Archive for September, 2008

An open letter to those who want to know why I chose to lowercase the “u” in Uncle Morris in The Ten Best Days of my Life
September 4, 2008

Dear Readers,


I want to thank everyone who sent me such kind letters about my book. I can’t tell you how much they mean to me.  A lot of you wrote me to say that you picked it up thinking it would be an easy frivolous book to read on the beach, but instead found it to be much deeper and thought about it for days after.  So many of you wrote to say that you read the book in a day or two days.  A lot of you wrote me with your own best days.  Reading some of your days made me cry.   

One of the most popular questions that people have asked me however was this: 

Why did I choose to lowercase the “u” in the character’s name ‘Uncle Morris’ throughout the entire book? 

The answer is:  I didn’t do it.

Unfortunately, this was a glitch in the publishing that I had nothing to do with.

Happily, THE TEN BEST DAYS OF MY LIFE has sold out of its first printing, lowercase “u” and all, and the changes will be fixed in the new edition. 

Now I don’t know if this has anything to do with anything.  You might say I’m looking for things. Whether it’s a sign or just a glitch, I’d like to think it’s a sign because it makes me feel good.  I watch John Edwards: Crossing Over on Oxygen when it’s on. He says that if you think something is a sign from those who have passed on, then it probably is.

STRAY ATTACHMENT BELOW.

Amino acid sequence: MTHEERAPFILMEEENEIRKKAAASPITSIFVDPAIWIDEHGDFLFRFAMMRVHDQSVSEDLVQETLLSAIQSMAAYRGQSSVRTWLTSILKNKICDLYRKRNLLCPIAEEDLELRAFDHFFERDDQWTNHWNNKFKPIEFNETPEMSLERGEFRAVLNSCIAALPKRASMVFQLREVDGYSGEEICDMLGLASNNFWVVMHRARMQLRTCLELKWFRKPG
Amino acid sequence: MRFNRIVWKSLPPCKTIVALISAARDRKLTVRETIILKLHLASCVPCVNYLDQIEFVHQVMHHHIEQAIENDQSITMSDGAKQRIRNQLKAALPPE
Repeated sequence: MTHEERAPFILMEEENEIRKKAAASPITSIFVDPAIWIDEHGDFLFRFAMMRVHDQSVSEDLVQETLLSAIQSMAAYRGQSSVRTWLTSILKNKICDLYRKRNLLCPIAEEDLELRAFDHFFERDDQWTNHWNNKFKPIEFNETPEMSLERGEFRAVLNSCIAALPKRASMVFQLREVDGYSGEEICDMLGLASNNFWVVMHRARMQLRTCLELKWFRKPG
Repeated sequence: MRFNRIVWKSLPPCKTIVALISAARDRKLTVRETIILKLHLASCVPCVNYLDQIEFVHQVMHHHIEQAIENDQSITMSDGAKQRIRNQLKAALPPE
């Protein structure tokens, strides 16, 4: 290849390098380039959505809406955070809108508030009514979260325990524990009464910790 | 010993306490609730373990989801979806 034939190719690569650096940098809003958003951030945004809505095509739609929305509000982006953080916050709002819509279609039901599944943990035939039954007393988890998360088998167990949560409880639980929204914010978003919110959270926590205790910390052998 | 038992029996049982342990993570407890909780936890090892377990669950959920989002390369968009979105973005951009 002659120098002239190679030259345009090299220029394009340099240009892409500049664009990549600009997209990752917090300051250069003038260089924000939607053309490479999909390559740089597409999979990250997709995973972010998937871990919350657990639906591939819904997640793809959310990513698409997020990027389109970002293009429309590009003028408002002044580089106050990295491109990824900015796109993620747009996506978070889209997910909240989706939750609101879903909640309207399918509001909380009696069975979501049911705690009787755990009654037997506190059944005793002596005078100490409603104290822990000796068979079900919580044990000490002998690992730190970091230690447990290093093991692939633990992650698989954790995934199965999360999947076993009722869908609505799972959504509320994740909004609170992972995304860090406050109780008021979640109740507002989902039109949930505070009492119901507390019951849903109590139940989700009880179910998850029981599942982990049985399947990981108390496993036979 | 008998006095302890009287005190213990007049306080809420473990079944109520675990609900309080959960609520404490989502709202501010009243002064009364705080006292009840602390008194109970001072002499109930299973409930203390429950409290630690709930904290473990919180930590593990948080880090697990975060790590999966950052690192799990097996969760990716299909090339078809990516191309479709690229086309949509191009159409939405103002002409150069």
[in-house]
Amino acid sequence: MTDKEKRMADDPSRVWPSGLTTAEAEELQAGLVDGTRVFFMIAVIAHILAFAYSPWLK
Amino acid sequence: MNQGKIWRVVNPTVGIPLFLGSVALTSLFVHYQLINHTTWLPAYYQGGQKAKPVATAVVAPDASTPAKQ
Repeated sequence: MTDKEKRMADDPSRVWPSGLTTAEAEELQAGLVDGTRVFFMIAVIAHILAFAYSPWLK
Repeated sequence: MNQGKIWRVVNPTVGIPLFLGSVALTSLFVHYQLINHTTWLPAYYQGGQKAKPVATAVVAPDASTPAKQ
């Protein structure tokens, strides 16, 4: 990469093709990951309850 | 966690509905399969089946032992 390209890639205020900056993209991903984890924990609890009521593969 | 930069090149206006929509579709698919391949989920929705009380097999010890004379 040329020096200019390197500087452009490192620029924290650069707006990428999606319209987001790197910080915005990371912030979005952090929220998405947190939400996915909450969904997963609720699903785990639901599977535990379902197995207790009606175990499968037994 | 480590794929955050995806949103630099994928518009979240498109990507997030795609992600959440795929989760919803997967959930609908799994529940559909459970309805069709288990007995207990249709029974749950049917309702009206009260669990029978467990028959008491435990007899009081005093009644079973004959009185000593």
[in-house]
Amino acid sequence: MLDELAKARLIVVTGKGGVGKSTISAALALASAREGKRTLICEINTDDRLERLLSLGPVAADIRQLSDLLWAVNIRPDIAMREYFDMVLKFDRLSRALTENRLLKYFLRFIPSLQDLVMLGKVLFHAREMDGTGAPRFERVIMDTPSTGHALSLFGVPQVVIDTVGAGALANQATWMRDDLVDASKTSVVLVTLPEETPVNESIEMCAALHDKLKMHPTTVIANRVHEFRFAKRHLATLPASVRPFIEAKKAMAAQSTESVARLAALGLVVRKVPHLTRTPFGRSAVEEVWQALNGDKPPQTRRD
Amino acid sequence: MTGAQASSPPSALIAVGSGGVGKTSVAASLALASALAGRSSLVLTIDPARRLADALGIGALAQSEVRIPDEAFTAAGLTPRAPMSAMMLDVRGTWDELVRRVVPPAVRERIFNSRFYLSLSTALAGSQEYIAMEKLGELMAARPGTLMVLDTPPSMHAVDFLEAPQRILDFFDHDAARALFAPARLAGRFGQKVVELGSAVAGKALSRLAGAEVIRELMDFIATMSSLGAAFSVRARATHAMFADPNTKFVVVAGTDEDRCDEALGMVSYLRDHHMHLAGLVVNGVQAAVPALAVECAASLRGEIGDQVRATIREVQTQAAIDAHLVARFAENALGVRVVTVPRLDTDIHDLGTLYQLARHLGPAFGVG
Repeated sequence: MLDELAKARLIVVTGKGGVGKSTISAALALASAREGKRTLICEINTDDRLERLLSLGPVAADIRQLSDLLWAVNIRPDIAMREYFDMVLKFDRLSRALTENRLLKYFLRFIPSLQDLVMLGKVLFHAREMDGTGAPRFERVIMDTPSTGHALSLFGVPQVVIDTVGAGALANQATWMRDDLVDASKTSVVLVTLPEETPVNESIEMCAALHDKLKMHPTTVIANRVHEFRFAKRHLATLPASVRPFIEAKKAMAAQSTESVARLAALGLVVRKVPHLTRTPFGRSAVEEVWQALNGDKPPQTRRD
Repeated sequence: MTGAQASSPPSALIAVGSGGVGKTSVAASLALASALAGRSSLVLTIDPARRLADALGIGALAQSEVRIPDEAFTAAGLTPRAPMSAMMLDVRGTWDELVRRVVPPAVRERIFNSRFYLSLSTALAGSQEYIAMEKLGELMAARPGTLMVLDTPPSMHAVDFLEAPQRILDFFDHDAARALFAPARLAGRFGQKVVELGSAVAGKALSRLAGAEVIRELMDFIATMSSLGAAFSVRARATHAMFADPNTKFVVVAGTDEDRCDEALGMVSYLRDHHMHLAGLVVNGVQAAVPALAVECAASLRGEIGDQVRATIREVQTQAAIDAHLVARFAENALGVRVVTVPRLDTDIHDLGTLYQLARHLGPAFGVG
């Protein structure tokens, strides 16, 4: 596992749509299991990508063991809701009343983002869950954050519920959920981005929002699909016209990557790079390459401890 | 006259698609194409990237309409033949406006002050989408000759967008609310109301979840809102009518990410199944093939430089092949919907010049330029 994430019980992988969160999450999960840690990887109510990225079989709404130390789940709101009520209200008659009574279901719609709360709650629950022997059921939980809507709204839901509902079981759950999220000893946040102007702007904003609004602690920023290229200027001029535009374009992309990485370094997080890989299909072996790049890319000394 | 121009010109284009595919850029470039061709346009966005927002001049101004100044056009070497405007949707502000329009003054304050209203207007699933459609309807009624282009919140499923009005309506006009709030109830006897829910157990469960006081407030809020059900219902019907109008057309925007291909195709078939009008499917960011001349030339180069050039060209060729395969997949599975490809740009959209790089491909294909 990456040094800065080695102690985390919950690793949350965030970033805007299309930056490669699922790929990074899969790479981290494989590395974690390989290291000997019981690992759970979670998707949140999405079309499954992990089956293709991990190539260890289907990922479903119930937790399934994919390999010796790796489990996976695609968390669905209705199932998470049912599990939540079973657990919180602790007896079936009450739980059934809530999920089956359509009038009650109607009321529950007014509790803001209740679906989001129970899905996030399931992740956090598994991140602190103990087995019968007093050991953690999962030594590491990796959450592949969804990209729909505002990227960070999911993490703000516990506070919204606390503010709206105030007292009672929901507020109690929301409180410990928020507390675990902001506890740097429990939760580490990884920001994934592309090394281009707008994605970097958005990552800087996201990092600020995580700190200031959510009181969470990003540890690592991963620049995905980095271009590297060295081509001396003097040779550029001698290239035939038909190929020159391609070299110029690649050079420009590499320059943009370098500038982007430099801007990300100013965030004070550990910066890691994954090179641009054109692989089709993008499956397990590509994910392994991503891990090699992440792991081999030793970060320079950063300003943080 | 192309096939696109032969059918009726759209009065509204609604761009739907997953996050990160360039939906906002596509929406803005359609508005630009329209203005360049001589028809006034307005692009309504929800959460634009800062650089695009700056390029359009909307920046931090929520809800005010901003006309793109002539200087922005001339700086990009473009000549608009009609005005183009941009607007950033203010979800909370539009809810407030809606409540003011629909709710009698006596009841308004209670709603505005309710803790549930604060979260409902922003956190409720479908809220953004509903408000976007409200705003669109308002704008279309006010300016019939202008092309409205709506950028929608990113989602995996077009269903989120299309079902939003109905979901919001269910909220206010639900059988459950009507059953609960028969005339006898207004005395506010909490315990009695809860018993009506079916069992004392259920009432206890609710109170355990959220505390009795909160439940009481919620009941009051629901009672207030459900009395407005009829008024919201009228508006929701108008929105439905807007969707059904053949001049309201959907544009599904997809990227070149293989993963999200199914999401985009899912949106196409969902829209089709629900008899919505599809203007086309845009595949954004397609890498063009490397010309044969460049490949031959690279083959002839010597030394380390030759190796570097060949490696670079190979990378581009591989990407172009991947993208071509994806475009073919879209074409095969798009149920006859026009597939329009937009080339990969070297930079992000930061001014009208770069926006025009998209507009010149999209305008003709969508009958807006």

I only have one character in the book that was a real person: my Uncle Morris Salis.  My uncle was just as he is described in the book.  He was my Santa Claus, never without a gift in his hand when he saw me.  Like his character, Uncle Morris never married because he felt he had to take care of his sisters and his mother after my great-grandfather passed away. He also became a third grandparent for my brothers, cousins and me. Because Uncle Morris died without having children, I thought he deserved the legacy of being in THE TEN BEST DAYS OF MY LIFE with his real name and real characteristics.  My uncle was a jovial man who loved to play jokes and make others laugh. 

I could be pissed off that this lowercase “u” debacle happened at all. I choose not to for this reason:  If my Uncle Morris’ spirit got into the walls of Plume (the publishing house which publishes Ten Best Days) and switched that lowercase “u” so people would notice his name more in the book- I wouldn’t put it past him. 

Therefore, should the second edition arrive in stores and still have that lowercase “u” in my Uncle’s name, please don’t blame me.  Please don’t blame Plume. 

Blame Uncle Morris.


With love and dear thanks,